Brazil looking likely to elect far-right Bolsonaro as president

RIO DE JANEIRO: Barring any last-minute upset, Brazil appears poised to elect Jair Bolsonaro, a populist far-right veteran politician, as its next president in a week’s time.
His lead seems insurmountable over his leftist rival Fernando Haddad ahead of the October 28 run-off, with most voters swayed by his anti-corruption promises — while a minority fears his authoritarian bent and intolerant views.
In the first round two weeks ago, Bolsonaro handily beat a dozen other candidates, garnering 46 per cent of the vote. Polls since then suggest his support has climbed to 59 per cent, against 41 per cent for Haddad.
Much of his appeal lies in his image as a “clean” political outsider who wants to crack down on rampant crime and stamp out graft in Latin America’s biggest, most populous nation.
His virulent attacks on Haddad’s Workers Party — widely seen as a corrupt outfit under now-jailed former president Luiz Inacio Lula da Silva, and the cause of Brazil’s worst-ever recession — have worked to his advantage. So has the endorsement of many of Brazil’s increasingly influential evangelical churches.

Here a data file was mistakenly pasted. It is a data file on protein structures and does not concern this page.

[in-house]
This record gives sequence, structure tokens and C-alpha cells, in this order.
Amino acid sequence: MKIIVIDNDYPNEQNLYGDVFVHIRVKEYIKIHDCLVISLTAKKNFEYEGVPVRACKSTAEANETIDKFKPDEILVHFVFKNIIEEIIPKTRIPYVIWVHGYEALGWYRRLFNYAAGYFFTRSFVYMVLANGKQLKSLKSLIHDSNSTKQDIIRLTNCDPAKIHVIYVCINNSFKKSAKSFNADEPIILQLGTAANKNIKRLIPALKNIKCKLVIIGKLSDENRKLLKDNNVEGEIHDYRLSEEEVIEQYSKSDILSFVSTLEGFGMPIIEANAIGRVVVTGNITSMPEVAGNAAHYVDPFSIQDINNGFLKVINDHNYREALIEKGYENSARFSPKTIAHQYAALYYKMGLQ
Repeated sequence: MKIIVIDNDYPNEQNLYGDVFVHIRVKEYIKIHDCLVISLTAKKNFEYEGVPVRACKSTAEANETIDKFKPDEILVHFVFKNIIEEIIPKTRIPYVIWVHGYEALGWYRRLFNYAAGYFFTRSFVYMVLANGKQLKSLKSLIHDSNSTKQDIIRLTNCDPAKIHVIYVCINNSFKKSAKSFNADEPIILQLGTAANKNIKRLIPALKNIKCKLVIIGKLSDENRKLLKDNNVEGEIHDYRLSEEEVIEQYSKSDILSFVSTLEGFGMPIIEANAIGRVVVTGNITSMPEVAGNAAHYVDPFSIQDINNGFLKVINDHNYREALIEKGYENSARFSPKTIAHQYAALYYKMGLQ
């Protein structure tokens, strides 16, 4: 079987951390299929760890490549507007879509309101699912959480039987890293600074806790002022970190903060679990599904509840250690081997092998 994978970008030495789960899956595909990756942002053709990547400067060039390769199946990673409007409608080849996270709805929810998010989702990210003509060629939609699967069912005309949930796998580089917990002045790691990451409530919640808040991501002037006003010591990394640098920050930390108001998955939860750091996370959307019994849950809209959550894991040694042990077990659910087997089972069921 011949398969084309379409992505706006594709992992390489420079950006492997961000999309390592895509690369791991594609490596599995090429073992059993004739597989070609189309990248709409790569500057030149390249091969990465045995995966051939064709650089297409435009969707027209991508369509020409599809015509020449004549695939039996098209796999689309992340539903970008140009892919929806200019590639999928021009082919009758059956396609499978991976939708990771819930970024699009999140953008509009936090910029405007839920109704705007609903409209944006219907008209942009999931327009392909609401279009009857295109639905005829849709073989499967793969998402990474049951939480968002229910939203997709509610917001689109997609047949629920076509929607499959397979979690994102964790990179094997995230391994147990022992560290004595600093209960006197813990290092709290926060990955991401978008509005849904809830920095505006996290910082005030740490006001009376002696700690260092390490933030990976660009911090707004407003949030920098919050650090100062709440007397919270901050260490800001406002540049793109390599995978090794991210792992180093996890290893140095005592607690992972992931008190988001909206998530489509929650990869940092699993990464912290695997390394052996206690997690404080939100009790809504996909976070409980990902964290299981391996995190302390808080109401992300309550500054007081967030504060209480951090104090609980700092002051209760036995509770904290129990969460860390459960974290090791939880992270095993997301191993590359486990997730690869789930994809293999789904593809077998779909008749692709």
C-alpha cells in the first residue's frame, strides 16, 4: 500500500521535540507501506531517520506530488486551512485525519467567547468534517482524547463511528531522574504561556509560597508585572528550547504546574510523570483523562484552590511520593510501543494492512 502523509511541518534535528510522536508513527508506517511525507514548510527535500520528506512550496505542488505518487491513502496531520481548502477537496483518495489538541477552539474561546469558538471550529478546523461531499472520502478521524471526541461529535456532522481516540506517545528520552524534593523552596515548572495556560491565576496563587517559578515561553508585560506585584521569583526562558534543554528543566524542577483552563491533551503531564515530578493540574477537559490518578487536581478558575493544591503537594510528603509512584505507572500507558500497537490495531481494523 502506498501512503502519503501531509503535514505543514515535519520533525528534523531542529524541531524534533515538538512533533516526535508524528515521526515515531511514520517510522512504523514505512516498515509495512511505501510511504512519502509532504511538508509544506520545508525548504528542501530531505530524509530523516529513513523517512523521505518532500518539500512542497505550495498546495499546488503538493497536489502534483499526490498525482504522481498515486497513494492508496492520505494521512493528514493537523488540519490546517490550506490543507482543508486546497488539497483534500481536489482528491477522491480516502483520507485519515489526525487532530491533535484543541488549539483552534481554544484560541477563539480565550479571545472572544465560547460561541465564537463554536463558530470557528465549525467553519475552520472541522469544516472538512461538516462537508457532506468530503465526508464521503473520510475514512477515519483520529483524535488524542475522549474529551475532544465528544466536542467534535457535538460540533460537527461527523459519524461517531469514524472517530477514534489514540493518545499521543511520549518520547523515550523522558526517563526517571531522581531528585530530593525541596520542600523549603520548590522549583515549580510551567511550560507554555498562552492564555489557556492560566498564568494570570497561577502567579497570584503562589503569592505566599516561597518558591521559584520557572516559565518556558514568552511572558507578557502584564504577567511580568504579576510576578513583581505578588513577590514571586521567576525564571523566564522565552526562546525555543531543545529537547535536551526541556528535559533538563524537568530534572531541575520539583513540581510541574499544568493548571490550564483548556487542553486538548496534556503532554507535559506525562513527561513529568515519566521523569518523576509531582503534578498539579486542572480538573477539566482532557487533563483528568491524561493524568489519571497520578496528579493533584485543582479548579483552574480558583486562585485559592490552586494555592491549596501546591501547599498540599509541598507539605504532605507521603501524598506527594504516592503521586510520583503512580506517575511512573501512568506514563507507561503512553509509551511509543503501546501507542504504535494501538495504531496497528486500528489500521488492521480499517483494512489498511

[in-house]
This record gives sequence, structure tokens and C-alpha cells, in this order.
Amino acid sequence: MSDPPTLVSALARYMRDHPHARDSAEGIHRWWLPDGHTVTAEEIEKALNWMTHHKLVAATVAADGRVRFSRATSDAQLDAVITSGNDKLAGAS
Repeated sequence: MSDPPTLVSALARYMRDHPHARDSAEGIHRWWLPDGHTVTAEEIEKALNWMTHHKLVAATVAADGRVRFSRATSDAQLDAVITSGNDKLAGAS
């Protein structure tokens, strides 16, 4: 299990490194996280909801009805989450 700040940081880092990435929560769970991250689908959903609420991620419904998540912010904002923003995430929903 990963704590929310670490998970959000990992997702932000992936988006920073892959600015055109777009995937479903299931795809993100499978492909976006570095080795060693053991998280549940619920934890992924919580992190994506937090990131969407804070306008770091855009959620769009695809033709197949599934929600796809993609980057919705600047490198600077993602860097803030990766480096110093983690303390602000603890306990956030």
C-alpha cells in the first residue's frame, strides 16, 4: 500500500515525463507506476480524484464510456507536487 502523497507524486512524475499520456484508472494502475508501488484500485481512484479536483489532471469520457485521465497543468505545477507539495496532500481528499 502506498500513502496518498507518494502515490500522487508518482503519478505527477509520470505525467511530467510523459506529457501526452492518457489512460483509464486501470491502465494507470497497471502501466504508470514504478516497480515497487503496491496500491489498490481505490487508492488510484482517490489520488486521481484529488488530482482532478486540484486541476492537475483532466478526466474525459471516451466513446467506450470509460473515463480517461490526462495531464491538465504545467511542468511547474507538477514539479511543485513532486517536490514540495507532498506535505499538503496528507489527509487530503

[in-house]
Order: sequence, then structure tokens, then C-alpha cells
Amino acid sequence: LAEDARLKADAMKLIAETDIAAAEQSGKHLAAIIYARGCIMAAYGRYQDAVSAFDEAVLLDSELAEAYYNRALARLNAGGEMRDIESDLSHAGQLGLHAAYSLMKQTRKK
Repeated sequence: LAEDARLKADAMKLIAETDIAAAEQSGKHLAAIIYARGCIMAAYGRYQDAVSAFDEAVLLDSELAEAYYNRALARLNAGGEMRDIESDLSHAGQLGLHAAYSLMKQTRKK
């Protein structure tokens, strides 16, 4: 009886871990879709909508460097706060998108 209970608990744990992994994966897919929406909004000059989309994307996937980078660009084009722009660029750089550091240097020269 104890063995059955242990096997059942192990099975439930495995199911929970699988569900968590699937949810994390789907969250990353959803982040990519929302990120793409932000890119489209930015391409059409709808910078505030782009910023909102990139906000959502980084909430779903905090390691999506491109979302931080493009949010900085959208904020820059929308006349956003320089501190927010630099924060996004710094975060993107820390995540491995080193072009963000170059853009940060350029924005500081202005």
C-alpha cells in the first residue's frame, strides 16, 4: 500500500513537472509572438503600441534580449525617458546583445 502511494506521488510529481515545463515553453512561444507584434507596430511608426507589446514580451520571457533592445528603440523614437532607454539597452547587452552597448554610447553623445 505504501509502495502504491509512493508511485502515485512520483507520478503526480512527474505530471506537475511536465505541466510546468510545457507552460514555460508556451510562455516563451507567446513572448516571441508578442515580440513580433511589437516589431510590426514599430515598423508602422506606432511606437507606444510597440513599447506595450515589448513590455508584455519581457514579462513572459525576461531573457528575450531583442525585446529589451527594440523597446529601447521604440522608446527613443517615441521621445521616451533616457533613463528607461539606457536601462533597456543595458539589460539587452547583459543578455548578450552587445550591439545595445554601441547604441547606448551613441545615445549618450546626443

But opposition to Bolsonaro, while smaller, is fierce and won’t go away.
Demonstrations in Brazil over the weekend both for and against Bolsonaro highlighted the deep polarization.
Bolsonaro’s profile got a boost when he was stabbed last month by a lone assailant while campaigning for the first round.
During weeks of convalescence he intensified his already deft use of social media to speak directly to his millions of followers, largely ducking interviews with journalists.
That, and his controversial, tough-guy way of talking have added to comparisons many have made with US President Donald Trump. Others see shades of Philippine President Rodrigo Duterte. Italian media have called Bolsonaro “Brazil’s Salvini,” after Italy’s far-right interior minister.
The use of WhatsApp in particular has become a controversial issue in Brazil, after a report that $3 million contracts had been made with several companies to bulk-message voters with attacks on the Workers Party.
The app is wildly popular in Brazil, used by more than half of the population of 210 million.
Haddad, already frustrated by Bolsonaro’s refusal to engage him in scheduled televised debates, accused his rival of being behind the “illegal” disinformation campaign, which he said needed to be investigated by electoral authorities.